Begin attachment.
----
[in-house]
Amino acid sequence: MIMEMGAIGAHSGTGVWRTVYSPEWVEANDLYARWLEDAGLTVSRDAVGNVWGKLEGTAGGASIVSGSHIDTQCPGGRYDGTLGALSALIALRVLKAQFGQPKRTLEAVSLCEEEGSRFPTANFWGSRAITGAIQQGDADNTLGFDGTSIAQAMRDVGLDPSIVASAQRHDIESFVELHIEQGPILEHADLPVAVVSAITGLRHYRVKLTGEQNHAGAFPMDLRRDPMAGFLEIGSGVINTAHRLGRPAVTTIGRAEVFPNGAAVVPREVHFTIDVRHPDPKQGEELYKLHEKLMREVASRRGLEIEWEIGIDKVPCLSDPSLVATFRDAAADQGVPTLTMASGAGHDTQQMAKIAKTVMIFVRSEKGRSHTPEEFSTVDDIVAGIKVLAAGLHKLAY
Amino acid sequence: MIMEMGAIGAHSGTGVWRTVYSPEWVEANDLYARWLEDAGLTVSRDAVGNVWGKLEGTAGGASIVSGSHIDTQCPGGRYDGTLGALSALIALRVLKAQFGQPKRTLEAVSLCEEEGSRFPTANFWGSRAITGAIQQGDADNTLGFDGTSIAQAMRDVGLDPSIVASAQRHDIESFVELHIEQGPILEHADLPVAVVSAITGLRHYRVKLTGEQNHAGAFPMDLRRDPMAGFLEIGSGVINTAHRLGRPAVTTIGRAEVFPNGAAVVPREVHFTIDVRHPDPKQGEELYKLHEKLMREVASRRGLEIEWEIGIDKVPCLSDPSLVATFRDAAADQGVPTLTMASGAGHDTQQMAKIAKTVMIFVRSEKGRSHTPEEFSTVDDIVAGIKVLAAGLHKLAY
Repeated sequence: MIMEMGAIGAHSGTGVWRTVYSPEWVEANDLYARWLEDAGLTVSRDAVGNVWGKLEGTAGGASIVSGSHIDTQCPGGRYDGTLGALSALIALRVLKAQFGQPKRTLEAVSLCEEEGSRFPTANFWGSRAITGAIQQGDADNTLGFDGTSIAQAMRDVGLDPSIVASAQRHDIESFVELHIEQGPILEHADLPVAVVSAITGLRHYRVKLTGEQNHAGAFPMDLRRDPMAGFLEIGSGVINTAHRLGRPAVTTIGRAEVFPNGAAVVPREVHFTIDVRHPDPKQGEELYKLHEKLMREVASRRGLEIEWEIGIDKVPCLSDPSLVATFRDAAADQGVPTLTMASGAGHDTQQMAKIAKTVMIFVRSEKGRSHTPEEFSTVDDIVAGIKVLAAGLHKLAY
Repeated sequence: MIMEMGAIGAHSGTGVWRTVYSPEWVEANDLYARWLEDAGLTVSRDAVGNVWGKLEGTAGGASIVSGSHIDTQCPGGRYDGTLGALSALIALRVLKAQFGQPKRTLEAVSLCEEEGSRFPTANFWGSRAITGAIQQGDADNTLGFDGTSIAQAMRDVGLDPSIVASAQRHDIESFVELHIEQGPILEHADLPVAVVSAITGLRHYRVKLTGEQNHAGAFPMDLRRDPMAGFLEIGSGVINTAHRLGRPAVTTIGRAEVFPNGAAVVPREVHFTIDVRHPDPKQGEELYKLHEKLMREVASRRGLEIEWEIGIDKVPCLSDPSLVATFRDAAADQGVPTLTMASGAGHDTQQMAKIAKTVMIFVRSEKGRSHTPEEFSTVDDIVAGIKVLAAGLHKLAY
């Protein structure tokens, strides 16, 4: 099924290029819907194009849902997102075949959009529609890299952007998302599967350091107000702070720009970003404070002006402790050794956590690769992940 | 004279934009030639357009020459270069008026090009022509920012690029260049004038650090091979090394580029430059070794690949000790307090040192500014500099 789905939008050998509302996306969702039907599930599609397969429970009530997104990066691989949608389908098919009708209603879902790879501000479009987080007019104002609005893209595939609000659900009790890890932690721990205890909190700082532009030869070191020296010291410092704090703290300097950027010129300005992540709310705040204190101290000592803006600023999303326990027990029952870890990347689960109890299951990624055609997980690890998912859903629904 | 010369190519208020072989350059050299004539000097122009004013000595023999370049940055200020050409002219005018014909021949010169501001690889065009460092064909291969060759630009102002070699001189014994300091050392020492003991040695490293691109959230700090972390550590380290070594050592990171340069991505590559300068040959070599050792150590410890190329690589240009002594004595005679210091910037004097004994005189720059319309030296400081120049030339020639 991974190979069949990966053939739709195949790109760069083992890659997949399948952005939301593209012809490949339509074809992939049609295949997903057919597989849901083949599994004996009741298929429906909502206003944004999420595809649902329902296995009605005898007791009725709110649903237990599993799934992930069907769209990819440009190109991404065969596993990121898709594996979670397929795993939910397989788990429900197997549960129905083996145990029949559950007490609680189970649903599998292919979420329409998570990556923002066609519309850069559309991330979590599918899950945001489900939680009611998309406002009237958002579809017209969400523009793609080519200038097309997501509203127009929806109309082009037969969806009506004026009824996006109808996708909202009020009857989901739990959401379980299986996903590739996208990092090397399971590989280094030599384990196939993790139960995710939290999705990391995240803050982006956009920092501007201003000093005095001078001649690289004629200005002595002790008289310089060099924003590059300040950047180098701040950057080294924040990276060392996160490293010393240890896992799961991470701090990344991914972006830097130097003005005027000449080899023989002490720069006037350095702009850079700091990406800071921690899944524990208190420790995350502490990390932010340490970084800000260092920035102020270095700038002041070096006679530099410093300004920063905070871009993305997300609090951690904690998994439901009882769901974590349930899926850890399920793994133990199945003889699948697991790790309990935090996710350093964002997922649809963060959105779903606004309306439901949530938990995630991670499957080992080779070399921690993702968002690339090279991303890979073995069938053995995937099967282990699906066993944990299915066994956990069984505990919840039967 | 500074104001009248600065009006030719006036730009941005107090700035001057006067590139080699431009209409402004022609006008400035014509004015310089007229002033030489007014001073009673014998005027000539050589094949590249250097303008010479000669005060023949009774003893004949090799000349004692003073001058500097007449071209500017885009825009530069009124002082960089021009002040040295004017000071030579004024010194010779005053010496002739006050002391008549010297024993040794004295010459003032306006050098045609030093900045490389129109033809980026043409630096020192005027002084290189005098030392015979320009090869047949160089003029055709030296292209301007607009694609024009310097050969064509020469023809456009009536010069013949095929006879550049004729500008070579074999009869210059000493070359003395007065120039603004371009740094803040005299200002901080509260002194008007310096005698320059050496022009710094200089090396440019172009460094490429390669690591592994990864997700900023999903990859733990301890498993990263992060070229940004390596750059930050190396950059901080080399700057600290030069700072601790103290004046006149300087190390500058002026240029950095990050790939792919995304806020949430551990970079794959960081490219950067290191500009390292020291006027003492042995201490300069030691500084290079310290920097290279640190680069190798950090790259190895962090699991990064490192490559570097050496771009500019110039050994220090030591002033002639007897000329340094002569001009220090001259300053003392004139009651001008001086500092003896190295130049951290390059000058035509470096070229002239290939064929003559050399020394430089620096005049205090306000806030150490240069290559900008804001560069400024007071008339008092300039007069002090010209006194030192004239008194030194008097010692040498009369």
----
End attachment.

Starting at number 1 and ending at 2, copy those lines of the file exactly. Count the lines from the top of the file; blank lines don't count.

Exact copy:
[in-house]
Amino acid sequence: MIMEMGAIGAHSGTGVWRTVYSPEWVEANDLYARWLEDAGLTVSRDAVGNVWGKLEGTAGGASIVSGSHIDTQCPGGRYDGTLGALSALIALRVLKAQFGQPKRTLEAVSLCEEEGSRFPTANFWGSRAITGAIQQGDADNTLGFDGTSIAQAMRDVGLDPSIVASAQRHDIESFVELHIEQGPILEHADLPVAVVSAITGLRHYRVKLTGEQNHAGAFPMDLRRDPMAGFLEIGSGVINTAHRLGRPAVTTIGRAEVFPNGAAVVPREVHFTIDVRHPDPKQGEELYKLHEKLMREVASRRGLEIEWEIGIDKVPCLSDPSLVATFRDAAADQGVPTLTMASGAGHDTQQMAKIAKTVMIFVRSEKGRSHTPEEFSTVDDIVAGIKVLAAGLHKLAY